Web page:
“A slightly-overweight middle-aged Caucasian couple breaks into an impromptu jig. A Chinese girl, evidently a little jaded, on her way back home from work, stops to remove her earphones. Salt-and-pepper haired South Asian men, hooded large-eyed women from the middle-east and sun-tanned white men, fingers interlocked with their long-haired Filipina companions, pass by. Each time one of them bends a little to put a note in his violin case that Selwyn Magahin has left open in front of him. He takes a bow. It’s a gesture so earnest that one would think he had just received a standing ovation at City Hall. But then that’s the point of busking, says Magahin, a driver by day, who plays after work at the entrance of the old Central Market, in a corner of the profusely-illustrated corridor leading to the escalator. “A busker does not discriminate between his audiences. You could say I have brought the violin out of the City Hall for the enjoyment of the general public. It’s one of the most democratic and human things one could do.” … He’s all agog about being featured in Street Life Hong Kong. “Now I’ll be a part of history, maybe even a ready reckoner for people interested in busking. Those wishing to research the subject are most welcome,” he says. “And who knows maybe even someone from the government will come calling, ‘Hey Selwyn, we have a place for you in the ministry of music!'” He laughs out loud at this point. After all, an artist, if anyone, has the license to dream.” – China Daily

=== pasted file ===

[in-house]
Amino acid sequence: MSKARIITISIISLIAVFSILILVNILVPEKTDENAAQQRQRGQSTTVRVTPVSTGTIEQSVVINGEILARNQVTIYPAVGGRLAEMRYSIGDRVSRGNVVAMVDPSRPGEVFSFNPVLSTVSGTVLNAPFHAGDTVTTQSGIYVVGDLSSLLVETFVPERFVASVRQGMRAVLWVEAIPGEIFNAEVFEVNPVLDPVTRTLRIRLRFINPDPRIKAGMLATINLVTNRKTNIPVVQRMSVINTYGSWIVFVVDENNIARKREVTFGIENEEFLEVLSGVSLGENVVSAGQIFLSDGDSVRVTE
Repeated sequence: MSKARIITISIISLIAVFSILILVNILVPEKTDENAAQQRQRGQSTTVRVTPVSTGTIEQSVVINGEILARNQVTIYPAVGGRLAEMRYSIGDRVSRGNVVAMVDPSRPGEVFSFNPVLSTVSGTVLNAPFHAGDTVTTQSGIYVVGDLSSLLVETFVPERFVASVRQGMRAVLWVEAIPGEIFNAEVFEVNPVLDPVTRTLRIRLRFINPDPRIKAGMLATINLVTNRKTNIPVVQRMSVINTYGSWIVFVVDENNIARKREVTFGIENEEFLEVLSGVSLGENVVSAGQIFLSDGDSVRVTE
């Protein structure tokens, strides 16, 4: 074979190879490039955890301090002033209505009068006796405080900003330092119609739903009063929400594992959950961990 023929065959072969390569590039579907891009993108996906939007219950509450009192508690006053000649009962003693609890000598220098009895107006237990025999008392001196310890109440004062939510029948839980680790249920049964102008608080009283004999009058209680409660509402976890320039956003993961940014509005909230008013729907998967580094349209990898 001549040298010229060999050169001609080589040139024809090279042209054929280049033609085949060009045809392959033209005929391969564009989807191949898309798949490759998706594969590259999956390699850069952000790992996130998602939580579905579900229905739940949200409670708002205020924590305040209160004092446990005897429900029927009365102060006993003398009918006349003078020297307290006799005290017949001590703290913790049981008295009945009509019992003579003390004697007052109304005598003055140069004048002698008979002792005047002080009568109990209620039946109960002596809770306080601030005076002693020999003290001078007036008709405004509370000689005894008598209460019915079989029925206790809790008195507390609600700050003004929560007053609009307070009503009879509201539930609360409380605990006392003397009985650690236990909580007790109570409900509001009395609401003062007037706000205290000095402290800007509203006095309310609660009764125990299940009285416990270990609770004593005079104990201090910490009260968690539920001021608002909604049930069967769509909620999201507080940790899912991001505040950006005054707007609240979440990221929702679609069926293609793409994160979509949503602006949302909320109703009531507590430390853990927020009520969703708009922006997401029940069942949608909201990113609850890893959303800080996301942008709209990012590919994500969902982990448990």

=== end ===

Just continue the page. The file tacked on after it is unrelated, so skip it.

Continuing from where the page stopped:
“Like Chabot’s book on Kowloon, the aim of Street Life Hong Kong is to reveal more about the socio-cultural fabric of Hong Kong, to engender understanding and appreciation between different socio-economic groups, and to strengthen a feeling of community and Hong Kong identity. ‘Due to their position on the socio-economic ladder, people such as the interviewees of Street Life Hong Kong are often invisible and rarely afforded much thought,’ Chabot says. ‘Seldom are their stories told, though they arguably form the backbone of Hong Kong.’ ” – Perspective